I know that a good percentage of you know the difference between Data and Metadata, but for the benefit of those that do not know, and to help us better understand the difference between Data Lineage and Metadata Lineage we need to get a common understanding of Data and Metadata.
Data is the collection of facts from which conclusions may be drawn. Data is the facts that are stored in a data store and makes the record unique from other records (please don’t get confused with a unique identifier; this is merely a mechanism to help a database to be able to separate different records).
From the example you see the form and all its labels as the metadata and the filled in details (handwritten) as the data, then when we compare this to a record in our data store one can quickly start drawing the comparisons between the two. Taking the example, in our filing cabinet we would then have multiple copies of this receipt filled in for different clients and different sales, these being different records in our data store.
Now with all that in our heads, we can start moving onto how these concepts of lineage, data and metadata come together. With our Data Lineage, it is an understanding of where our data comes from (the line portion) and the way it has been transformed to get to its present state (the age part of the equation). Let’s take an example of a data capturing process, an operator captures some data on an application screen, maybe a call centre agent capturing a new client’s set of information. With the understanding that the screen has specific fields to complete and certain checks for the data (i.e. check the order date time field is a valid date and time).
Further this data might need to be passed via a middleware application to another system, for our simple example, a data warehouse. During the middleware’s process the data might need to be further transformed, as in our example the order date time field might now need to be converted into a common date time field potentially based on GMT, as it is going to be combined with orders that are captured all over the world. This would be another transformation of the data. From here it would be represented on a data warehouse report, being transformed along the way to the current state that the consumer of the report sees.
If we look at our enterprise data modelling environment, we should be looking at a ‘Design Layer Architecture’ approach. What this means is that we should divide our Enterprise Model into several distinct and linked layers, each with their own purpose and own value to the business. As can be seen in Figure 4, we should have a Conceptual Enterprise Model that is linked to an Application Logical Model, which in turn is linked to an Application Physical Model, and in turn to the physical databases.Figure 4 – Data layer Architecture Example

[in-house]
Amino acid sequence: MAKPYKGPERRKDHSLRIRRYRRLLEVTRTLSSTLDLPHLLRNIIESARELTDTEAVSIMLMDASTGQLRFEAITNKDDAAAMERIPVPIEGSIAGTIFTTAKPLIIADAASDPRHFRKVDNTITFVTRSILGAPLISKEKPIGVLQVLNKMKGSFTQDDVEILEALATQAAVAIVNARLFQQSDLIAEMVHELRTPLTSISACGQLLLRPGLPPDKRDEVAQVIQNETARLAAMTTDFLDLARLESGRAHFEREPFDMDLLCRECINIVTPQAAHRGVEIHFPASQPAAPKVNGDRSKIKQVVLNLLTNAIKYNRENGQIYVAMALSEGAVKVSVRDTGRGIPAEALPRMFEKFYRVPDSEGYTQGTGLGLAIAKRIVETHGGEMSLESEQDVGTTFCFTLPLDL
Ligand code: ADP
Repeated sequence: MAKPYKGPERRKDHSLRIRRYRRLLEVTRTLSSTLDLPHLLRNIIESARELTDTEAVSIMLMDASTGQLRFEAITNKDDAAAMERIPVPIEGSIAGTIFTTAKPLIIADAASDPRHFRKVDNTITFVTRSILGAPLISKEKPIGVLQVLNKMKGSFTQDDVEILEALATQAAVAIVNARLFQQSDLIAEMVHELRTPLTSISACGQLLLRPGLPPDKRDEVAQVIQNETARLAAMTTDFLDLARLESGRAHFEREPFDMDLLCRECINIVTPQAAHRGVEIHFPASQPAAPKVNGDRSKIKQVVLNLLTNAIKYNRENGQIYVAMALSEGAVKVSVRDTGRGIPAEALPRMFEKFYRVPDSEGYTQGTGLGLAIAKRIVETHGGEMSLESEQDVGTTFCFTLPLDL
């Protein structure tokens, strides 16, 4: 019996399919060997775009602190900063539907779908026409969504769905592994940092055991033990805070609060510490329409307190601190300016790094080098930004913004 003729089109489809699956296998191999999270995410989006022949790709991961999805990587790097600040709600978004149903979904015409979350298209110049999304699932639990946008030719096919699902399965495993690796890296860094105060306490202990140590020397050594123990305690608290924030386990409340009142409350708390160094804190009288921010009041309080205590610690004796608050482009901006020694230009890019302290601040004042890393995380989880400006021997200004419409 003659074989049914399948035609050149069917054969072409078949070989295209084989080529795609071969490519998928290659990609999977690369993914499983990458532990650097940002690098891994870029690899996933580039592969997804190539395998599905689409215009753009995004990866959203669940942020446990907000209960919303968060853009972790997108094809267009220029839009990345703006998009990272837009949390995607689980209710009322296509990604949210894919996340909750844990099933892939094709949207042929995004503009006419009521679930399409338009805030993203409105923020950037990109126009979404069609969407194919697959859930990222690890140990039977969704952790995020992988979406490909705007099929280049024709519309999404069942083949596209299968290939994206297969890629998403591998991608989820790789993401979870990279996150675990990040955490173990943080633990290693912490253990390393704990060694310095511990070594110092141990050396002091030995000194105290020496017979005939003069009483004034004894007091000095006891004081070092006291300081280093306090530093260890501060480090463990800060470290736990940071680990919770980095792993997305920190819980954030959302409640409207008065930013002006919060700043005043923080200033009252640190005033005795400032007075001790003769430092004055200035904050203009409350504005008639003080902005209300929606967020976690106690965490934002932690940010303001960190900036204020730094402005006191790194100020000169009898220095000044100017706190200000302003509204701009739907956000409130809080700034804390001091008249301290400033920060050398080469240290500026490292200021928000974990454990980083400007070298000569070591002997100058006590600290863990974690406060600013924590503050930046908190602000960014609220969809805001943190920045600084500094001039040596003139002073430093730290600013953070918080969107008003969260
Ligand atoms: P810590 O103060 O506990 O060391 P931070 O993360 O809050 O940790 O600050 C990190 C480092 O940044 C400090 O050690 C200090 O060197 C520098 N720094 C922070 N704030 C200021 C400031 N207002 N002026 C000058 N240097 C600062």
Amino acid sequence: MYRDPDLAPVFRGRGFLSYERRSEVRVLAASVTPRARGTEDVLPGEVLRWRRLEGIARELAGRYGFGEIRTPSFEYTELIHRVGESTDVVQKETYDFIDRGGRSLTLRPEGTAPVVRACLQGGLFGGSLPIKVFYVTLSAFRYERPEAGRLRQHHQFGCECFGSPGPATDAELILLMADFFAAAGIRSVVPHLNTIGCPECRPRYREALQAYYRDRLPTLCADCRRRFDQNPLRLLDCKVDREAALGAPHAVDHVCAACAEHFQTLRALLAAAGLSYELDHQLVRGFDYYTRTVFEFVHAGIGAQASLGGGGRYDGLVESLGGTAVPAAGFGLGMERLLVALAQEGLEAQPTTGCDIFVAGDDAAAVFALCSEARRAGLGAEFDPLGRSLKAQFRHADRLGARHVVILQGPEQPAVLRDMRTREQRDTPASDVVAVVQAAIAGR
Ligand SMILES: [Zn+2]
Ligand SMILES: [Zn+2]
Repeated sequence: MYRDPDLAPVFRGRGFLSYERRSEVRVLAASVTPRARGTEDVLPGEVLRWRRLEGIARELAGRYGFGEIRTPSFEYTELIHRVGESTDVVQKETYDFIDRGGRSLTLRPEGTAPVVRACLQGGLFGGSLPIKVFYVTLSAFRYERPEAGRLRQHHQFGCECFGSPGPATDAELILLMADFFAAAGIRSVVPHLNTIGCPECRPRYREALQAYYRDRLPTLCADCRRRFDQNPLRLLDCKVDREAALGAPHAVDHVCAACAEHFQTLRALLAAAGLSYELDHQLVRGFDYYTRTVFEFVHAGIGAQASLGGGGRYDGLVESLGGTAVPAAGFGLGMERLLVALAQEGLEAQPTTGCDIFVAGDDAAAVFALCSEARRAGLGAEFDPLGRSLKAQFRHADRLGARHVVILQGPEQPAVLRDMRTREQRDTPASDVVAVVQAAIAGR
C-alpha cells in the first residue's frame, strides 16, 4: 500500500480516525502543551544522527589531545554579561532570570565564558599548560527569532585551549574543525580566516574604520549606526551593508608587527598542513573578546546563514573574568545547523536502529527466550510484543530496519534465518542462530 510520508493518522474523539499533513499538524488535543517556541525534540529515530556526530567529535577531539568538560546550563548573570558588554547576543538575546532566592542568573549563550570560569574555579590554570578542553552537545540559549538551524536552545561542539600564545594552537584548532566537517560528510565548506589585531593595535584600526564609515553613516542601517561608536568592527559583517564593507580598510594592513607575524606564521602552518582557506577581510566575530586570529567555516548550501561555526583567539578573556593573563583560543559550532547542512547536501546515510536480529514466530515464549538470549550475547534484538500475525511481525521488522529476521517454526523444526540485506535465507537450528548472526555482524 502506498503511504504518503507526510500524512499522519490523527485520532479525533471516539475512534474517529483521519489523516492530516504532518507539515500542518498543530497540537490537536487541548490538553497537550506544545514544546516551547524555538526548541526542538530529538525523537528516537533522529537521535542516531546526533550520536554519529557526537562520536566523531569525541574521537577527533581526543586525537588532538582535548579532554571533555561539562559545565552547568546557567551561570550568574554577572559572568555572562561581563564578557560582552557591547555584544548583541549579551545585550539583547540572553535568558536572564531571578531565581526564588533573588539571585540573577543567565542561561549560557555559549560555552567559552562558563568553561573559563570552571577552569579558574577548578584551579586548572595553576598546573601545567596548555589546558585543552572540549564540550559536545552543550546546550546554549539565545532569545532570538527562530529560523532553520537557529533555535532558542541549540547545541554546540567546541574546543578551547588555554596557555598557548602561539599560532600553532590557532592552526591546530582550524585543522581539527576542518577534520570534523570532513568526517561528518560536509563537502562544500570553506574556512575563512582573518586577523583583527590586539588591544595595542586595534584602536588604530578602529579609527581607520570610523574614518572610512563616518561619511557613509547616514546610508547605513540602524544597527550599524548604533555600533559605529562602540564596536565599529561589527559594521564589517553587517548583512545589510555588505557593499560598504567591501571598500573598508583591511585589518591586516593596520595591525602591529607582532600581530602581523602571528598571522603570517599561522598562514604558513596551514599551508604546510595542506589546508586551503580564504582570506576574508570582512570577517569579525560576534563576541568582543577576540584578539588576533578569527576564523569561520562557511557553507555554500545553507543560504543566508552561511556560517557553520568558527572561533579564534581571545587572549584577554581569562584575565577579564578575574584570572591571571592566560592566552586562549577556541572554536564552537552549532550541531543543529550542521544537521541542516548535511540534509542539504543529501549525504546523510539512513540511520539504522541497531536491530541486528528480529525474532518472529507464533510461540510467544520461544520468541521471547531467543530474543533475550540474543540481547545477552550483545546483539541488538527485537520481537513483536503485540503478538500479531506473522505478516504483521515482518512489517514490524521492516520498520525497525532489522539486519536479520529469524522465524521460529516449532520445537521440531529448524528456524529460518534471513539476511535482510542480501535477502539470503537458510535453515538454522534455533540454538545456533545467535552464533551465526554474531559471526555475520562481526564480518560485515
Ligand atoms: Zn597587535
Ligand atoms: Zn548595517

So how does this relate to Metadata Lineage? As stated earlier the metadata starts at the Conceptual Enterprise Model where we will define that we need to track orders in our business, it will also define that our business order needs to have an order date, it will not define that this order date needs to conform to any location specific details. We then move to the Application Logical Model, at this level we might, as per the example of the data lineage, want to define that the capturing application’s metadata for the order date and time field needs to comply to being a valid date and time. But also at the Application Logical Layer, our data warehouse wants it to be not only a valid date and time field but also to be converted to a common location (e.g. GMT), hence the metadata is not the same for the two systems. In the example the definition (or metadata) for the Conceptual Enterprise Model would be something like ‘The date and time the order was placed’, in the definition for the capturing system’s Application Logical Model it would be something like ‘The valid date and time the order was placed’. From this you will see that the metadata has been transformed by adding the requirement of the field being a valid date and time field, it is still linked to the Conceptual Enterprise Model’s metadata as it is still the same data, only with added (transformed) level of information. Now let’s look at the data warehouse system in the example, the definition would be something like ‘The GMT date and time the order was placed’. From this we can see that it is different to that definition of the capturing system’s metadata, but it is still derived from the same metadata in the Conceptual Enterprise Model and not from the metadata from the capturing system’s Application Logical Model.
So, in wrapping up there is a distinct difference between Data Lineage and Metadata Lineage. I will go into more detail in future articles showing how ERwin deals with these two and how you can grow a consistent, linked and successive Enterprise Data Model using these functionalities in ERwin to benefit your organisation.